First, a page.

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In its Property Income manual (at PIM2020), HMRC defines a ‘repair’ as ‘the restoration of an asset by replacing subsidiary parts of the whole asset’. However, in ascertaining whether works undertaken on a property would be classed as a repair, it is important to note that any works resulting in a significant improvement of the property beyond its original condition would not qualify as a repair.
Sarah Bradford using case studies, explores how and when tax relief is available for property repairs.
Property prices are still rising in the UK. Brexit and Covid caused small blips in the market, but the stamp duty land tax holiday coupled with an increased need to work from home led to a 13% rise from mid-2020 to 2021. Taxpayers wishing to sell their homes in these inflationary times may therefore be facing a large gain.
Meg Saksida considers what might be done to retain main residence relief.
Trusts can be created for many reasons, including tax planning. Whatever the reason, the tax implications of creating and running a trust need to be considered in advance.
Mark McLaughlin looks at court applications to rectify trust deeds where trusts give rise to unintended tax consequences.
Given how many tax cases have been heard over the years regarding the relief from capital gains tax (CGT) in respect of one’s only or main residence, it may surprise some readers to find that the provisions involved cover only three principal sections and a handful of pages of the relevant legislation.
Lee Sharpe looks at a recent Scottish capital gains tax (CGT) case involving the disposal of a dwelling within the grounds of a larger main residence.
Many landlords set up companies to own investment properties. There are several possible reasons, such as increased flexibility of company ownership compared with owning interests in properties personally, and the ability to extract profits by dividends.
Mark McLaughlin highlights a potential trap for company owners seeking tax relief for interest on loans to acquire shares or lend funds to property investment companies.
As far as the tax system is concerned, not all types of expenditure are equal; a distinction is drawn between revenue expenditure and capital expenditure. This distinction is important as it determines the extent to which and the way relief for the expenditure, if any, is given.
Sarah Bradford explains the difference between revenue expenditure and capital expenditure and how the tax system provides relief for different types of expenditure.
Generally, if a rental property business ends the year with a loss, there are very limited options for relieving the loss.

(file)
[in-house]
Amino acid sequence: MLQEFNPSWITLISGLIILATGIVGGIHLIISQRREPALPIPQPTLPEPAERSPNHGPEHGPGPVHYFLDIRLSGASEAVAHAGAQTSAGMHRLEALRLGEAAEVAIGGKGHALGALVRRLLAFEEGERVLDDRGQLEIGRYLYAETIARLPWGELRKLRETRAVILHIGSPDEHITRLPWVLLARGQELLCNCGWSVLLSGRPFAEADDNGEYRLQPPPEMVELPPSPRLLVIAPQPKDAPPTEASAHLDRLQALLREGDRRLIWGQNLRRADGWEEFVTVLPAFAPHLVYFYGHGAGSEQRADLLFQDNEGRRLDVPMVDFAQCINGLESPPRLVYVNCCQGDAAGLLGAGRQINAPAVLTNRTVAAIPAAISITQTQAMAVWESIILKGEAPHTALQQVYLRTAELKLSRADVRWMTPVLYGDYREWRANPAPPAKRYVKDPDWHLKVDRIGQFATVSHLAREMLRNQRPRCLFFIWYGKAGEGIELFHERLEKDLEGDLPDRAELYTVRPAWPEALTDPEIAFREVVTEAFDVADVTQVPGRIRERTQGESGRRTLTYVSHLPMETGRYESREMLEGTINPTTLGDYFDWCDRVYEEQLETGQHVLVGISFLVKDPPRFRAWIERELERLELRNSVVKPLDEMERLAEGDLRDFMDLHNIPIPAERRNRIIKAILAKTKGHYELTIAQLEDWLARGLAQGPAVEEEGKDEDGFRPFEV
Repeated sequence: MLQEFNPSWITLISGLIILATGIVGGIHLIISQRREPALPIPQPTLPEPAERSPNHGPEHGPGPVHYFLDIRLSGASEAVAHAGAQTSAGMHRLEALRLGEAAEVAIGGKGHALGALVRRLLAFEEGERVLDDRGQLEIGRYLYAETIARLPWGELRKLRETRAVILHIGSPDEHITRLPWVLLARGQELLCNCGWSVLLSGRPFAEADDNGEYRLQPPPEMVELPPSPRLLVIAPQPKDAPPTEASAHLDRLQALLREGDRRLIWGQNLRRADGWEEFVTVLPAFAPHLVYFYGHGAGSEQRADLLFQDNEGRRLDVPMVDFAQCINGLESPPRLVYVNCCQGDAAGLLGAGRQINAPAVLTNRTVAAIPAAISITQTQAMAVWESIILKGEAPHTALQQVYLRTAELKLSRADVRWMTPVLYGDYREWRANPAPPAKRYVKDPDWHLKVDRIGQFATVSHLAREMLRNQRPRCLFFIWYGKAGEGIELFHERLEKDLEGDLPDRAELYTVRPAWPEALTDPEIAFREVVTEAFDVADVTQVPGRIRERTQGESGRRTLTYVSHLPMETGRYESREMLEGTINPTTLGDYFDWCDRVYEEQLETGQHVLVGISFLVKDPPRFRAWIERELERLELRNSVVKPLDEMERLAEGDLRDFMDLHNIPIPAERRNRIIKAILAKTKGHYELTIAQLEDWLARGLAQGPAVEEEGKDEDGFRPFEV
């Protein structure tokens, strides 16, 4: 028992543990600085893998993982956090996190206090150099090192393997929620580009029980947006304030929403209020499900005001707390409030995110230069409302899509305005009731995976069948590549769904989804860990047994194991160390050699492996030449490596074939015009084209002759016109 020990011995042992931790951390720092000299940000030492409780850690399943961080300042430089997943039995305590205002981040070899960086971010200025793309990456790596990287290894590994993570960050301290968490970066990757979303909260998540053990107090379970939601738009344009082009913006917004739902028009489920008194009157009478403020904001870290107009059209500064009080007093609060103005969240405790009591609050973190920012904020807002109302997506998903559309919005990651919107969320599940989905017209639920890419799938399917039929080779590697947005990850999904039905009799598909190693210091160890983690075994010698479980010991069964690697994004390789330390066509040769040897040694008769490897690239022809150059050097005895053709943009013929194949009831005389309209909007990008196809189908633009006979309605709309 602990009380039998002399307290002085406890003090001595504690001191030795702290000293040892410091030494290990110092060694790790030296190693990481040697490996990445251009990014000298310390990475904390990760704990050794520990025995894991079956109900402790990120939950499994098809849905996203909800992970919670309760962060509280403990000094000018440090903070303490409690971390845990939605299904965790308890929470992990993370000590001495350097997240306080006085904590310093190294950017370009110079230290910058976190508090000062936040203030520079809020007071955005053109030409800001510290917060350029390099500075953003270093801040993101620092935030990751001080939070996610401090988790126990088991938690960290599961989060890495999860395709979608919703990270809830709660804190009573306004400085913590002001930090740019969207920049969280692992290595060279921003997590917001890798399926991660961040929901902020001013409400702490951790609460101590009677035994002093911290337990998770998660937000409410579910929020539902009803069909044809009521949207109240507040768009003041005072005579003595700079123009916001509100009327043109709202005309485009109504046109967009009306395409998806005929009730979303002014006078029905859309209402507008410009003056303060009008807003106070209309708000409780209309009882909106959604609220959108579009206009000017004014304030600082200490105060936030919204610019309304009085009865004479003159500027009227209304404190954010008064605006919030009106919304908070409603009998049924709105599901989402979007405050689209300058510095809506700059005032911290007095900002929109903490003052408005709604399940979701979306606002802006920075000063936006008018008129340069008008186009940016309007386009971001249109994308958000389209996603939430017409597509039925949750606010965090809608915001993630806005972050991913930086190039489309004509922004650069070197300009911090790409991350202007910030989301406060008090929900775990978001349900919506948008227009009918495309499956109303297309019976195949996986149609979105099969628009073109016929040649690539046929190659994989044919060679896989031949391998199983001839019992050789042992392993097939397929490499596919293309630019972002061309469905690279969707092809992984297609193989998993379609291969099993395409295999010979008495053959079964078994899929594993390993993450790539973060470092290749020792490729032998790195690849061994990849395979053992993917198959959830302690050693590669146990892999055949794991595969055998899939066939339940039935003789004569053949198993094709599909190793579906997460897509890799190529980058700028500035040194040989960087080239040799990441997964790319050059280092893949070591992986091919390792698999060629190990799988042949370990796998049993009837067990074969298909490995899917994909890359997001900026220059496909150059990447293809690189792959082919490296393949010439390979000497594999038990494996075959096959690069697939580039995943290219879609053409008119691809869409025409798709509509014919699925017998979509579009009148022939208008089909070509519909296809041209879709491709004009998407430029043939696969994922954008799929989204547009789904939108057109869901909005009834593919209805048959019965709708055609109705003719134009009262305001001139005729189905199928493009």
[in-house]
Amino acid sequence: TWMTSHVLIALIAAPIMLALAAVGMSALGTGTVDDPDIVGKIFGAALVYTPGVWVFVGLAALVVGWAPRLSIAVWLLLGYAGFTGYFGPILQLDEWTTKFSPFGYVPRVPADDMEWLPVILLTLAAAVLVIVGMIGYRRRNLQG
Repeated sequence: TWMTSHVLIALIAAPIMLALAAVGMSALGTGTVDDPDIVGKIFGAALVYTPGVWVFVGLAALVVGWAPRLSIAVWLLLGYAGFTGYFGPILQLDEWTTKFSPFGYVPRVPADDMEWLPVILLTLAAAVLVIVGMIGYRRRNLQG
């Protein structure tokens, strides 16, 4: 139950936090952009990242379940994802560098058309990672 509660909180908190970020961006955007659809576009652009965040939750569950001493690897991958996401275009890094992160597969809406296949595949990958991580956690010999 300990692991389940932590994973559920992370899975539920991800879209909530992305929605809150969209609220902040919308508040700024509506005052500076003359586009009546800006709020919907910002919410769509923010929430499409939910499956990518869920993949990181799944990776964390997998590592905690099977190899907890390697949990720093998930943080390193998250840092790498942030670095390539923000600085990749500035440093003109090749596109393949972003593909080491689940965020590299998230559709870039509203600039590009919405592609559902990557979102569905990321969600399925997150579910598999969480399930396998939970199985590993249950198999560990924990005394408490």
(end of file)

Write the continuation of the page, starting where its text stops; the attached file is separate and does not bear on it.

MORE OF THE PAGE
Meg Saksida explains the mechanics of claims for rental property losses against general income.
After the recent death of Charlie Watts, reading the case Whyte v HMRC  UKFTT 0270 (TC) put me in mind of one of the Rolling Stones’ best tracks*. The case is 135 pages long, making me wonder if someone had nothing better to do during the pandemic. But apparently the bundle of evidence papers given to the tribunal was around 3,000 pages, so maybe he was just sharing the pain.
Lee Sharpe looks at a tax case that went horribly wrong for the taxpayer and has implications for others who sell garden plots out of their main residence.
This article was prompted by one or two queries that have been raised by regular readers of the Tax Insider magazines. In it, we hope to allay most concerns in relation to property landlord companies, but also to highlight where those concerns may yet be valid, and what to look out for.
Lee Sharpe looks at the effect of the re-introduction of a swathe of ‘old’ legislation to raise corporation tax revenues for a worried chancellorr for property investment companies in particular.
Buying a property to renovate can be appealing for a number of reasons. For example, there is the possibility of making a profit from ‘doing it up’, as well as the chance to put your unique stamp on a property.
Sarah Bradford considers the extent to which tax relief is available for the costs of renovating a property.
Land is an asset that, unlike (say) an antique bureau or a painting, can be sold off in several tranches. Land is, therefore, a perfect asset for those times when a landowner is down on their luck and needs a little cash injection but doesn’t want to sell the whole of their asset.
Meg Saksida outlines a potential deferral opportunity for capital gains tax purposes.
Property transactions do not always go according to plan. For example, suppose a potential buyer pays the seller a deposit for a property. The purchaser has sufficient cash to pay the deposit but is subsequently forced to pull out of the deal as they were unable to obtain the necessary borrowings to meet the full purchase price.
Mark McLaughlin looks at the tax position of forfeited deposits when property deals fall through.
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